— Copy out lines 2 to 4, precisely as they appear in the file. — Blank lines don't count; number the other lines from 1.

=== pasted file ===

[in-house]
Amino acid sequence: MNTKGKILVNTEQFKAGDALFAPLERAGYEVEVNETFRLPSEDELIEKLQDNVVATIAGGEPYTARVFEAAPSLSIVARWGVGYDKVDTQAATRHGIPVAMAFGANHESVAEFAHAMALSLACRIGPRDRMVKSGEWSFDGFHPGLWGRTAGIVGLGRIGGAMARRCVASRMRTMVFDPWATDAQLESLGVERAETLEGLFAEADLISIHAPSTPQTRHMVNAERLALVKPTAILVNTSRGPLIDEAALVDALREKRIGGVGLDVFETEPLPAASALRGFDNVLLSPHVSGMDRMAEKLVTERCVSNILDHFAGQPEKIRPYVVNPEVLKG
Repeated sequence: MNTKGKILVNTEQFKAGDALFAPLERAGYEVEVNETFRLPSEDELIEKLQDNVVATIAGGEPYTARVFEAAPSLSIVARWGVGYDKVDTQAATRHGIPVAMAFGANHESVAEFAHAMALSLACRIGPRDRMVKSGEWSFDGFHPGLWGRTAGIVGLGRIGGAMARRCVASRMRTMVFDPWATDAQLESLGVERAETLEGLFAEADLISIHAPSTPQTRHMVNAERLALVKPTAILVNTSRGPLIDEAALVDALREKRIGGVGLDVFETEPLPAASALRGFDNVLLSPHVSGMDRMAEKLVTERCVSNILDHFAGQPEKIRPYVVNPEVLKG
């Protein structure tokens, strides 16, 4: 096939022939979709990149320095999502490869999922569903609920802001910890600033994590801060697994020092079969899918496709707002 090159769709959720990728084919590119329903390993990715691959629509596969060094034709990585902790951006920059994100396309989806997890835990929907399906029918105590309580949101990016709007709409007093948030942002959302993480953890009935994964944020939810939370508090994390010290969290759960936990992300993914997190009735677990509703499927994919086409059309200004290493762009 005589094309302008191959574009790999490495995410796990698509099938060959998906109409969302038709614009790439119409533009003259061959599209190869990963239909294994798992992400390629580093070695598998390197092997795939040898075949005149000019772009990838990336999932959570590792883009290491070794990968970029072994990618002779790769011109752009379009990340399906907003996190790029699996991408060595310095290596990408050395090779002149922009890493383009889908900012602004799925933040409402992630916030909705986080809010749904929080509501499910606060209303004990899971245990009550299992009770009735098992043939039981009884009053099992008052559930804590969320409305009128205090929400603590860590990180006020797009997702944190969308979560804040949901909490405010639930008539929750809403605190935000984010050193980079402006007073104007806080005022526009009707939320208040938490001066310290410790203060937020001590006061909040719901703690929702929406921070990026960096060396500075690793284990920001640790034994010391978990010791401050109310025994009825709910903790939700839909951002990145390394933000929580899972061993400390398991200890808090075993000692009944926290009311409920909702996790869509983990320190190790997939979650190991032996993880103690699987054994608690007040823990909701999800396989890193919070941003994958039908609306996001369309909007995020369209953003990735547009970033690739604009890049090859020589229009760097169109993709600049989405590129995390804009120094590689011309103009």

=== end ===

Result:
Amino acid sequence: MNTKGKILVNTEQFKAGDALFAPLERAGYEVEVNETFRLPSEDELIEKLQDNVVATIAGGEPYTARVFEAAPSLSIVARWGVGYDKVDTQAATRHGIPVAMAFGANHESVAEFAHAMALSLACRIGPRDRMVKSGEWSFDGFHPGLWGRTAGIVGLGRIGGAMARRCVASRMRTMVFDPWATDAQLESLGVERAETLEGLFAEADLISIHAPSTPQTRHMVNAERLALVKPTAILVNTSRGPLIDEAALVDALREKRIGGVGLDVFETEPLPAASALRGFDNVLLSPHVSGMDRMAEKLVTERCVSNILDHFAGQPEKIRPYVVNPEVLKG
Repeated sequence: MNTKGKILVNTEQFKAGDALFAPLERAGYEVEVNETFRLPSEDELIEKLQDNVVATIAGGEPYTARVFEAAPSLSIVARWGVGYDKVDTQAATRHGIPVAMAFGANHESVAEFAHAMALSLACRIGPRDRMVKSGEWSFDGFHPGLWGRTAGIVGLGRIGGAMARRCVASRMRTMVFDPWATDAQLESLGVERAETLEGLFAEADLISIHAPSTPQTRHMVNAERLALVKPTAILVNTSRGPLIDEAALVDALREKRIGGVGLDVFETEPLPAASALRGFDNVLLSPHVSGMDRMAEKLVTERCVSNILDHFAGQPEKIRPYVVNPEVLKG
């Protein structure tokens, strides 16, 4: 096939022939979709990149320095999502490869999922569903609920802001910890600033994590801060697994020092079969899918496709707002 090159769709959720990728084919590119329903390993990715691959629509596969060094034709990585902790951006920059994100396309989806997890835990929907399906029918105590309580949101990016709007709409007093948030942002959302993480953890009935994964944020939810939370508090994390010290969290759960936990992300993914997190009735677990509703499927994919086409059309200004290493762009 005589094309302008191959574009790999490495995410796990698509099938060959998906109409969302038709614009790439119409533009003259061959599209190869990963239909294994798992992400390629580093070695598998390197092997795939040898075949005149000019772009990838990336999932959570590792883009290491070794990968970029072994990618002779790769011109752009379009990340399906907003996190790029699996991408060595310095290596990408050395090779002149922009890493383009889908900012602004799925933040409402992630916030909705986080809010749904929080509501499910606060209303004990899971245990009550299992009770009735098992043939039981009884009053099992008052559930804590969320409305009128205090929400603590860590990180006020797009997702944190969308979560804040949901909490405010639930008539929750809403605190935000984010050193980079402006007073104007806080005022526009009707939320208040938490001066310290410790203060937020001590006061909040719901703690929702929406921070990026960096060396500075690793284990920001640790034994010391978990010791401050109310025994009825709910903790939700839909951002990145390394933000929580899972061993400390398991200890808090075993000692009944926290009311409920909702996790869509983990320190190790997939979650190991032996993880103690699987054994608690007040823990909701999800396989890193919070941003994958039908609306996001369309909007995020369209953003990735547009970033690739604009890049090859020589229009760097169109993709600049989405590129995390804009120094590689011309103009």